In the current study, we have attempted to optimize treatment strategies that would be effective for postmenopausal breast cancer patients. We have investigated the effect of (a) fulvestrant alone, (b) letrozole alone, (c) the combination of the nonsteroidal aromatase inhibitor letrozole with the pure antiestrogen fulvestrant, and (d) second-line therapy with tamoxifen and with a higher dose of letrozole (100 μg/d) after tumors progress on the therapeutically effective dose of letrozole (10 μg/d).
Materials and Methods
Materials. MCF-7 human estrogen receptor–positive breast cancer cells stably transfected with the human aromatase gene (MCF-7Ca) were kindly provided by Dr. S. Chen (City of Hope, Duarte, CA; ref. 20). Dulbecco's PBS, DMEM, penicillin/streptomycin solution, trypsin-EDTA solution, and geneticin (G418) were from Life Technologies, Inc. (Grand Island, NY). Fetal bovine serum (FBS) was from Hyclone (Logan, UT). Androstenedione, tamoxifen, and hydroxypropyl cellulose were obtained from Sigma Chemical Company (St. Louis, MO). Matrigel was obtained from BD Biosciences (Bedford, MA). Letrozole was kindly provided by Dr. D. Evans (Novartis Pharma, Basel, Switzerland). Fulvestrant was kindly provided by Dr. A. Wakeling (AstraZeneca, Wilmington, DE).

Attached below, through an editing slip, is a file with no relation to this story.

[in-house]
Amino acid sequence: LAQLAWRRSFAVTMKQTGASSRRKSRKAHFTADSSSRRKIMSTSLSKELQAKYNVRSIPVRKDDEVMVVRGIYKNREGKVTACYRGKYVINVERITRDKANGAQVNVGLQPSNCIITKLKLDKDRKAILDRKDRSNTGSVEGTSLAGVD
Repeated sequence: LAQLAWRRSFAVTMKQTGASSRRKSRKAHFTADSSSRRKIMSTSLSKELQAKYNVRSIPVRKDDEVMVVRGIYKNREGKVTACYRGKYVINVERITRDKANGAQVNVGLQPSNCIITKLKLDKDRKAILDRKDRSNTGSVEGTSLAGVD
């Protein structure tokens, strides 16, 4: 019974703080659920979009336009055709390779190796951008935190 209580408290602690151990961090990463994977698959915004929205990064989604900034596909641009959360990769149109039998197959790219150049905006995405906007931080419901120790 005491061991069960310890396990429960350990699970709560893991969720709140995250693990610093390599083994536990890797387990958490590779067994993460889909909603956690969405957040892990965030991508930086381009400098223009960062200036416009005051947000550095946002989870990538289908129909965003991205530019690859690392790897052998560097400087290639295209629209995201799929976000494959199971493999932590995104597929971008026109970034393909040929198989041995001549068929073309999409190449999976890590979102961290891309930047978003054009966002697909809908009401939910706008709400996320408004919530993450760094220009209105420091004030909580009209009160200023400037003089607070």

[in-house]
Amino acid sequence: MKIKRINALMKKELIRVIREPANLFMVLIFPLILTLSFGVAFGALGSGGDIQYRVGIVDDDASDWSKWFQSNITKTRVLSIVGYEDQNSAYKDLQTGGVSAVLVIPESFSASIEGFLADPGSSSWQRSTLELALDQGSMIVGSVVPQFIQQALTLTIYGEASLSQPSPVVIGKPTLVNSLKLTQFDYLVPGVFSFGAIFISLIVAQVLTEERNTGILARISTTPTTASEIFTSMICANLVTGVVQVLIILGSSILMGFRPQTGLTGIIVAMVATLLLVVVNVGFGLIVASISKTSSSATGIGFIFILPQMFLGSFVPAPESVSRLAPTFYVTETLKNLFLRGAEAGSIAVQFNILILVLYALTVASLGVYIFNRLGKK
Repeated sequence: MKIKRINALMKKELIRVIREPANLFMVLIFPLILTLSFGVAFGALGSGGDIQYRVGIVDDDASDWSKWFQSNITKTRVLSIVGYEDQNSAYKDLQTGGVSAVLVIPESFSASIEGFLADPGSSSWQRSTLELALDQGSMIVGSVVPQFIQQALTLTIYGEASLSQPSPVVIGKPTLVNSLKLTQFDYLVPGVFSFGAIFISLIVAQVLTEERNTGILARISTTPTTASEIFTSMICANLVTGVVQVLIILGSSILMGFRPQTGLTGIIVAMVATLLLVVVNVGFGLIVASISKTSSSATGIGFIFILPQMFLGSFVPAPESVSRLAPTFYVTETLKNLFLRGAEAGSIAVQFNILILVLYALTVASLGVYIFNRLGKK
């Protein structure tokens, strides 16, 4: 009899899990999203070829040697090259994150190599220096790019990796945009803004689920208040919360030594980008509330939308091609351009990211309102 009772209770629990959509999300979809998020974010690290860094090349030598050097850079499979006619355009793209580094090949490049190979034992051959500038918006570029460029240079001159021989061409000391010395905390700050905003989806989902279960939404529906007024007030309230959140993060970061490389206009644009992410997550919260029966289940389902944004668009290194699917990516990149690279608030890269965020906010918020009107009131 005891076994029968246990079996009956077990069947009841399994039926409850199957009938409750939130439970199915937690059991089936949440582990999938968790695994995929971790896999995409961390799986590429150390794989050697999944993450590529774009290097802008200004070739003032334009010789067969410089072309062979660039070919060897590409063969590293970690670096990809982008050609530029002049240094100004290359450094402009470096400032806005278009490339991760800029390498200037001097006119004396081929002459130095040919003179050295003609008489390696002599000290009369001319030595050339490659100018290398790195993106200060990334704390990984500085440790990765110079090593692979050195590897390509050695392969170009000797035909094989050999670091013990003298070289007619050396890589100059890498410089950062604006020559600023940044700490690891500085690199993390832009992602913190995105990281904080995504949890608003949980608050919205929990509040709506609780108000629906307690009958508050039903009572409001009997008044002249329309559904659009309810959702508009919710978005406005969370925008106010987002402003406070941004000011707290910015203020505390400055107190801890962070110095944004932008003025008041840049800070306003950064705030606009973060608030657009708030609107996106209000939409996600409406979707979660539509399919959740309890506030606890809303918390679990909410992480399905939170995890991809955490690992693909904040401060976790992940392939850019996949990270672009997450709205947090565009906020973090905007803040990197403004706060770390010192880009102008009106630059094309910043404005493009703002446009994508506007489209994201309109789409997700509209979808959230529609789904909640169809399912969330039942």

Cell culture. MCF-7Ca were cultured in DMEM with 5% FBS, 1% penicillin/streptomycin solution, and 750 μg/mL G418. The culture medium was changed twice weekly. Subconfluent (80%) MCF-7Ca cells were washed with Dulbecco's PBS and scraped into Dulbecco's PBS. Cells were collected by centrifugation and resuspended in Matrigel (10 mg/mL).
Postmenopausal intratumoral aromatase model. All animal studies were done according to the guidelines and approval of the Institutional Animal Care and Use Committee of the University of Maryland School of Medicine. Female BALB/c athymic ovariectomized mice, 4 to 6 weeks old, were obtained from National Cancer Institute-Frederick Cancer Research and Development Center (Frederick, MD). The animals were housed in a pathogen-free environment under controlled conditions of light and humidity and received food and water ad libitum. Animals were allowed to acclimatize for 48 hours after shipment before tumor inoculation was done.
MCF-7Ca cells were inoculated into the mice as previously described ( 14, 15). Each mouse received a s.c. injection at one site on each flank with 0.1 mL of cell suspension (2.5 × 107 cells/mL). As athymic mice were deficient in adrenal androgens ( 21), they were supplemented with daily s.c. injections of the aromatase substrate androstenedione (100 μg/d) for the duration of the experiment.